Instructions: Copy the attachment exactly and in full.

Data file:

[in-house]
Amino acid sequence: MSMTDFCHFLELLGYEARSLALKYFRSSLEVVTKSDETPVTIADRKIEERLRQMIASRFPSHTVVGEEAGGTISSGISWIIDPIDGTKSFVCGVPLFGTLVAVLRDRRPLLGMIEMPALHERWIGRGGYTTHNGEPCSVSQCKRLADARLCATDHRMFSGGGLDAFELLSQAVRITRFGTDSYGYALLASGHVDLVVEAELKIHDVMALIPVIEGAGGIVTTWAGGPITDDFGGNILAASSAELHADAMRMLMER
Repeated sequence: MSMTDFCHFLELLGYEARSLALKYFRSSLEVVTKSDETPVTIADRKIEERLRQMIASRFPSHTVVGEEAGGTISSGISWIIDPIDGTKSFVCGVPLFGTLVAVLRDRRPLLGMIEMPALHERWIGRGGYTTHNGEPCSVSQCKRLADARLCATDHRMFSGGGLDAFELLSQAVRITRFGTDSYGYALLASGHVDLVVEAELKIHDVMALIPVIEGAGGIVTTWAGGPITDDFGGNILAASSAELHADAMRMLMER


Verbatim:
[in-house]
Amino acid sequence: MSMTDFCHFLELLGYEARSLALKYFRSSLEVVTKSDETPVTIADRKIEERLRQMIASRFPSHTVVGEEAGGTISSGISWIIDPIDGTKSFVCGVPLFGTLVAVLRDRRPLLGMIEMPALHERWIGRGGYTTHNGEPCSVSQCKRLADARLCATDHRMFSGGGLDAFELLSQAVRITRFGTDSYGYALLASGHVDLVVEAELKIHDVMALIPVIEGAGGIVTTWAGGPITDDFGGNILAASSAELHADAMRMLMER
Repeated sequence: MSMTDFCHFLELLGYEARSLALKYFRSSLEVVTKSDETPVTIADRKIEERLRQMIASRFPSHTVVGEEAGGTISSGISWIIDPIDGTKSFVCGVPLFGTLVAVLRDRRPLLGMIEMPALHERWIGRGGYTTHNGEPCSVSQCKRLADARLCATDHRMFSGGGLDAFELLSQAVRITRFGTDSYGYALLASGHVDLVVEAELKIHDVMALIPVIEGAGGIVTTWAGGPITDDFGGNILAASSAELHADAMRMLMER